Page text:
The soil solution and the mineral constituents of the soil

A - Papers appearing in refereed journals

Hall, A. D., Brenchley, W. E. and Underwood, L. M. 1914. The soil solution and the mineral constituents of the soil. The Journal of Agricultural Science. 6 (3), pp. 278-301. https://doi.org/10.1017/S0021859600001842

AuthorsHall, A. D., Brenchley, W. E. and Underwood, L. M.
Abstract

Solutions were made by extracting the soils from certain of the Rothamsted plots on which wheat and barley had been grown for 60 years and upwards. Wheat and barley were grown in these solutions, which were renewed fortnightly. The comparative growth in the solutions was closely parallel to the growth of the crop on the plots in the field and corresponded to the composition of the solutions. The composition of the solutions as regards phosphoric acid and potash corresponded to the past manurial treatment of the soils and to the amount of phosphoric acid and potash they now show on analysis. Growth in the soil solutions agreed with the growth in artificial culture solutions containing equivalent amounts of phosphoric acid and potash. Growth in the soil solutions from imperfectly manured plots was brought up to the level of that in the solutions from completely manured plots on making up their deficiencies in phosphoric acid and potash by the addition of suitable salts. The phosphoric acid and potash content of the soil solutions was of the same order as the phosphoric acid and potash content of the natural drainage water from the same plots.Wheat grew as well as barley in the solutions of the wheat soils, and vice versâ. In a similar set of solutions from the same soils the growth of buckwheat, white lupins and sunflowers corresponded with that of wheat and barley. Boiling effected no alteration in the nutritive value of the soil solutions.In nutritive solutions of various degrees of dilution the growth of plants varied directly, but not proportionally, with the concentration of the solution, though the total plant food present in the solution was in excess of the requirements of the plant. When the nutrient solution was diffused as a film over sand or soil particles, as in nature, there was no retardation of growth due to the slowness of the diffusion of the nutrients to the points in the liquid film which had been exhausted by contact with the roots. Growth in such nutrient solutions forming a film over sand particles was much superior to the growth in a water culture of equal concentration, but the growth in the water culture was similarly increased if a continuous current of air was kept passing through it.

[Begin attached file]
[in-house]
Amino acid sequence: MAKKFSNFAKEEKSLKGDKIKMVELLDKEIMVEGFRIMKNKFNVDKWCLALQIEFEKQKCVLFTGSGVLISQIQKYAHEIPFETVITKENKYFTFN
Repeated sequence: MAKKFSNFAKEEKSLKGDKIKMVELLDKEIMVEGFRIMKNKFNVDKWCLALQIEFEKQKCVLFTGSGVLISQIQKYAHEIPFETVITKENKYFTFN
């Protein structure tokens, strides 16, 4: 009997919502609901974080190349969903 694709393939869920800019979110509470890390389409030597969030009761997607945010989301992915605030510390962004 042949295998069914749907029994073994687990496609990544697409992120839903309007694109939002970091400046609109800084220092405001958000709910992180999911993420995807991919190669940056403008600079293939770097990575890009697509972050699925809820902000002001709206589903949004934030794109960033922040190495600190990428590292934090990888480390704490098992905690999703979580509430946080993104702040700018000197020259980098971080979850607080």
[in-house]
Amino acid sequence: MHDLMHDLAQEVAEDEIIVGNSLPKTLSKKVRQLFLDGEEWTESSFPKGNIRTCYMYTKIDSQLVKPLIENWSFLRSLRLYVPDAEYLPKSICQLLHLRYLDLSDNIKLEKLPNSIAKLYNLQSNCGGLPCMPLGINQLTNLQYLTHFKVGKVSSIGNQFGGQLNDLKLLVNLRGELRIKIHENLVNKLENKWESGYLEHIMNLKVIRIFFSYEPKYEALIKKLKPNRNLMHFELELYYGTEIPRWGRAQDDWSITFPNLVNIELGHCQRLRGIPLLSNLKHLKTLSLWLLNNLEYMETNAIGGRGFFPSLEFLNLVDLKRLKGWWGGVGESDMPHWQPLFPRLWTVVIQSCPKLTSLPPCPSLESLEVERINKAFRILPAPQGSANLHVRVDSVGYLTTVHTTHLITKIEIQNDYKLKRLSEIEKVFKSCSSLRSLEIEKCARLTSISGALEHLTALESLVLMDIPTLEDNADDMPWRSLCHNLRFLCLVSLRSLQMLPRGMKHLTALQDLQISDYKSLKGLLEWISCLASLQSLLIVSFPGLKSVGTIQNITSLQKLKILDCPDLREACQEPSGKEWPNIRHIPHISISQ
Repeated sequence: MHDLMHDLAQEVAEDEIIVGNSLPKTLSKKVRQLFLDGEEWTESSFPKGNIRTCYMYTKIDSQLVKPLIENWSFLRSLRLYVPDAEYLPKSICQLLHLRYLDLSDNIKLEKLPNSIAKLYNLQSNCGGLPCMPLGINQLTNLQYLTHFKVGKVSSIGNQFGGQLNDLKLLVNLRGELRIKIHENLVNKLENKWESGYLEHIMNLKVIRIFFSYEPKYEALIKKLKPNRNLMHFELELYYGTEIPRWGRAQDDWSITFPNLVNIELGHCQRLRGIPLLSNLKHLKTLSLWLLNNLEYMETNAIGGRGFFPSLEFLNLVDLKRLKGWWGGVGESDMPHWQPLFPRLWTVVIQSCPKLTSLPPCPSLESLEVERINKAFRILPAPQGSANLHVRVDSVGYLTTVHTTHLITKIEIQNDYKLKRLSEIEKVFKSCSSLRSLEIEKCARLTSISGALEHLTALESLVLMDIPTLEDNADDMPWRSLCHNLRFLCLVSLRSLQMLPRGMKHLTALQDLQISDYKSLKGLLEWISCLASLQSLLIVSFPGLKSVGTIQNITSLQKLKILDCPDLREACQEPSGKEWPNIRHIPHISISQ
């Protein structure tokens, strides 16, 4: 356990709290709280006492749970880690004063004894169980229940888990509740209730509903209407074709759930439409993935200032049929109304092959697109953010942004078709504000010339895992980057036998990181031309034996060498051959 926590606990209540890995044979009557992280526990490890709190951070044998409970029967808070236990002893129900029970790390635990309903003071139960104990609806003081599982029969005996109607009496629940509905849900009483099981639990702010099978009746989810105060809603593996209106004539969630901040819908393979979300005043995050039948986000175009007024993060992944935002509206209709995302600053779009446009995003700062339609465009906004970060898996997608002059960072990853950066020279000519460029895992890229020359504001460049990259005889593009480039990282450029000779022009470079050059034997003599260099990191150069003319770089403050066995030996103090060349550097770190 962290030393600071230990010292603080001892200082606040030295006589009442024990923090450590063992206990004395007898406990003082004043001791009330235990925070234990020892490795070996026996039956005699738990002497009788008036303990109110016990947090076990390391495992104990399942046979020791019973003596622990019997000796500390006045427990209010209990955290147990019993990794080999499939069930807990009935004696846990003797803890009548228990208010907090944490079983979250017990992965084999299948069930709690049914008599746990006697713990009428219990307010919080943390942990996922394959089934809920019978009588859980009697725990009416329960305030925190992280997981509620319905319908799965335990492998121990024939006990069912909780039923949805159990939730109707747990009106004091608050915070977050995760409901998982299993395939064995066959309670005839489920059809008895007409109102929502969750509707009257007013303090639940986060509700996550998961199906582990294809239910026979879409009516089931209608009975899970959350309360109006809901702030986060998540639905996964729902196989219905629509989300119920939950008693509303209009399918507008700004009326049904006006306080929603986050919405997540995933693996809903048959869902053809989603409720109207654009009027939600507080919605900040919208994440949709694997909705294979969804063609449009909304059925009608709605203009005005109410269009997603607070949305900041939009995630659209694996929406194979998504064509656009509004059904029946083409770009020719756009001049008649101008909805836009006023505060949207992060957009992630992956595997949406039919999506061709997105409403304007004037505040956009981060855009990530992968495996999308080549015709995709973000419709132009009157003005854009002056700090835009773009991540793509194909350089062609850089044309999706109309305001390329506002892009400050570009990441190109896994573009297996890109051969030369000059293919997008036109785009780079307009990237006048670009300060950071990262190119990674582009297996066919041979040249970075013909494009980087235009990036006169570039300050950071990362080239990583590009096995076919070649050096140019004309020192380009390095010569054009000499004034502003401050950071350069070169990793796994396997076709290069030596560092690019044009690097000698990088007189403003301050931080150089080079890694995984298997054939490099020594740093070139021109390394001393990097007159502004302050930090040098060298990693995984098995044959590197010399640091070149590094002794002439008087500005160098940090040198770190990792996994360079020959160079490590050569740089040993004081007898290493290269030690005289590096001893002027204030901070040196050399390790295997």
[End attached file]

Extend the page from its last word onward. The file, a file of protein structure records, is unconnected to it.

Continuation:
Year of Publication1914
JournalThe Journal of Agricultural Science
Journal citation6 (3), pp. 278-301
Digital Object Identifier (DOI)https://doi.org/10.1017/S0021859600001842
Open accessPublished as non-open access
ISSN0021-8596
PublisherCambridge University Press (CUP)

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